Boost Your Energy Level in 11 Steps

Learn how to recharge your batteries so you can keep on going like the Energizer bunny.

Tired of Having No Energy?

Everyone feels tired now and then, but are your energy stores totally depleted? Think of it this way: If you blow a fuse in your house, you can’t expect to get power back by lighting a few candles and searching for food with a flashlight. You’ve got to find the bad fuse, replace it, and reset the system. Same goes for your energy. Before you reach for the big Cs to snap out of your sluggishness (you know . . . cookies, candy, carbs, and caffeine concoctions), we’ve got an 11-step plan to pep you up.

Consider Your Sleep Habits

It’s pretty basic, but you need to get your ZZZs. Sleep loss is a major energy drain. Our bodies and brains need 6 to 9 hours of sleep to restore good brain-cell functioning (i.e., the ability to perform physically as well as mentally, since both coordination and thinking require those brain cells to work well). Getting on a regular bedtime schedule will help set your internal clock so your body knows when to sleep and when to wake. Find out what’s causing any sleep issues you may have.

Train Your Brain

Tell your body you want to watch Glee reruns all night and — thanks to mechanisms called feedback loops — you downshift energy production. This explains why you can feel too tired to move even though you’ve been sitting around all day. Tell your body to move and it responds by giving you the energy to get moving. Your body teaches your brain. That’s how healthy behaviors become automatic habits. This may be tough the first few times you try, but it gets easier.

Stay Hydrated

Getting to the point where you’re just starting to feel thirsty (a mere 2.6% drop in hydration levels) is one of the quickest ways to take the spring out of your step. In fact, being even just a little dehydrated can lead to unpleasant feelings, such as fatigue, crankiness, and foggy thinking. When you feel yourself dragging, grab a tall glass of water. Another plus of H20: people who drink water throughout the day consume a whopping 9 percent fewer daily calories.

Cut Back on Sugar

A sugar-filled diet gives you about a birthday candle’s worth of energy, while a healthy diet is more like an eternal flame. Work on limiting simple sugars (they end in –ose, such as glucose, sucrose, maltose, and dextrose — ribose is OK), syrups, and any grain that’s not 100% whole. Ribose is the exception because it’s a special sugar made in your body. It doesn’t come from food, but does come in supplement form and can help build the energy factories of your body. It’s not for everyone, so talk to your doctor first.

Trade TV Time for Exercise

No time to exercise, but plenty of time to watch TV? Exercise can do a world of good to boost your energy, so even on days when you don’t feel up to it, try to do some kind of physical activity, such as walking, strength training or cardio to kick your feel-good endorphins into high gear. Still uninspired? Try the 10-minute rule. Make a deal with yourself to get moving for at least 10 minutes. Chances are, once you start, you’ll feel so much better that you’ll keep going.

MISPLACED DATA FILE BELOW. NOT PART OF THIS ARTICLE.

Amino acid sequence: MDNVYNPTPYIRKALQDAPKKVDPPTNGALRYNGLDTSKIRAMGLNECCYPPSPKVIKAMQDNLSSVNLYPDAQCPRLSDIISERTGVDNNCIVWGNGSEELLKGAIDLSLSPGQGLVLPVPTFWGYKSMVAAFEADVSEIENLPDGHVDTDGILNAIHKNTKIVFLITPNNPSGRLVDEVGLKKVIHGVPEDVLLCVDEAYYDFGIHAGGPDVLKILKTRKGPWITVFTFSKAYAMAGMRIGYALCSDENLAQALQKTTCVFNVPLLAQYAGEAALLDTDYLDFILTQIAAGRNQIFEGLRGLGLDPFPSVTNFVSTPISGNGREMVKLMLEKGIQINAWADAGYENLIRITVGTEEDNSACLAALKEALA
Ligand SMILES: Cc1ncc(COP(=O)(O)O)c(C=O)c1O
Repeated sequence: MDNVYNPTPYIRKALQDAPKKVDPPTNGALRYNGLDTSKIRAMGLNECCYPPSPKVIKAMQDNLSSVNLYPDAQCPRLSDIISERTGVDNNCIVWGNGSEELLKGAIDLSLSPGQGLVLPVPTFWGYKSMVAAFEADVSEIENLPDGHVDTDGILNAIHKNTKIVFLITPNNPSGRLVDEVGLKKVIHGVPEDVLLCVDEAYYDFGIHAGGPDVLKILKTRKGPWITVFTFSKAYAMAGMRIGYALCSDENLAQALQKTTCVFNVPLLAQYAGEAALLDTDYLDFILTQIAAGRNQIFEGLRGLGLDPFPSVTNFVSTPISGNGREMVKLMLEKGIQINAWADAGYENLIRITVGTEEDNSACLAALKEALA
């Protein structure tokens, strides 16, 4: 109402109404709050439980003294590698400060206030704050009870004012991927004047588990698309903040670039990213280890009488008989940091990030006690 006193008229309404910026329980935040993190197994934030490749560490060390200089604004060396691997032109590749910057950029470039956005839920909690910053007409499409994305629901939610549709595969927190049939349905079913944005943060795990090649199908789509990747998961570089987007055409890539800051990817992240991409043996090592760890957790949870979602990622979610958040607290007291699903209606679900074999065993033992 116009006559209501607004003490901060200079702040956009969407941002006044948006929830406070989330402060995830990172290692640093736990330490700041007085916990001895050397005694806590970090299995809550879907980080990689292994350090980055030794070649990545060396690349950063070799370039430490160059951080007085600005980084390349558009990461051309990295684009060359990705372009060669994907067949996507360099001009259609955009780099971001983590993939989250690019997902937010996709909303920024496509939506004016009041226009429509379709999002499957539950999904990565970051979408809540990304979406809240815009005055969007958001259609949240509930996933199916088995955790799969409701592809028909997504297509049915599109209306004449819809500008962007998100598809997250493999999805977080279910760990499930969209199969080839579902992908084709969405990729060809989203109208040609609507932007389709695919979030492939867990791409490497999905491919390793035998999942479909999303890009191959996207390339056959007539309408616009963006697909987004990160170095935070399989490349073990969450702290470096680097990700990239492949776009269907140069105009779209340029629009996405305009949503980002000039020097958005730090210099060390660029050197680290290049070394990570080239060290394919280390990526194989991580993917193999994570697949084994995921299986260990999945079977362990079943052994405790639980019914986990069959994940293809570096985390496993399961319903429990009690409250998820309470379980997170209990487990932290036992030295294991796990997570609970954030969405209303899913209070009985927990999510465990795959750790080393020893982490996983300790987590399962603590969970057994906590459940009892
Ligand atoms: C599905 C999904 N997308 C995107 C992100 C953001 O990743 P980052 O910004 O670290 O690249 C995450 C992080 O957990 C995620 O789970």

Spend Time in the Sun

Short days can causes seasonal affective disorder (SAD) — neurochemical changes in your brain due to lack of sunlight. From late fall until spring, people with SAD become depressed, sleep too much, withdraw from friends, and battle low energy and relentless carb cravings. To prevent SAD and get energized, try to spend some time in the sunshine. If there isn’t any, ask your doctor about light therapy, which involves sitting in front of a special box that shines ultrabright lights.

Sip Tea

Black, green, and white teas all contain the energizing amino acid L-theanine, which isn’t found in coffee. Green tea contains free-radical-fighting compounds that help you stay younger and avoid the aging and decrease in energy that accompany chronic disease. Although green tea has one-third the caffeine of black tea, it’s been shown to yield the same level of energy and attentiveness.

Get a Daily Dose of Magnesium

For a little extra get-through-the-day energy, top your veggies with toasted sesame seeds. They’re loaded with magnesium — a mineral that cells need in order to convert food to energy. Other magnesium-rich foods include: whole grains, dark leafy greens, pumpkin seeds, and cashews. Magnesium not only boosts your energy, it also helps strengthen your bones and keep your heart, nerves, muscles, and immune system functioning well.

Take a Power Nap

Close your office door or slip out to your car for a quick snooze. Power naps, or “cat naps,” can boost your mood, memory, and productivity. They also increase your alertness and energy while lowering your blood pressure. To get the most out of your siesta, keep it short (10 to 30 minutes), aim for midafternoon, and get comfy (kick of your shoes, loosen tight clothing and darken the room). Can’t take a nap? Opt for an afternoon walk or office-gym workout.

Eat More Mini-Meals

To stay energized all day, you have to eat often. That means shifting away from three big meals toward five to six balanced mini meals. To maintain steady energy levels, pair complex carbs that are high in fiber (e.g., beans, peas, and whole grains) with unsaturated fats (e.g., avocado, walnuts, or mixed greens with olive oil). Add protein, such as lean meat, nuts, fish, and edamame, as an accent rather than as a main dish.

Still Tired? Talk to Your Doctor

If you’ve tried everything under the sun to boost your energy but still feel tired, it’s probably time to make an appointment with your doctor. Share how you’ve been feeling, when your fatigue began, and what factors may be causing it. Don’t be afraid to ask questions and to find out what treatment options may be available to you.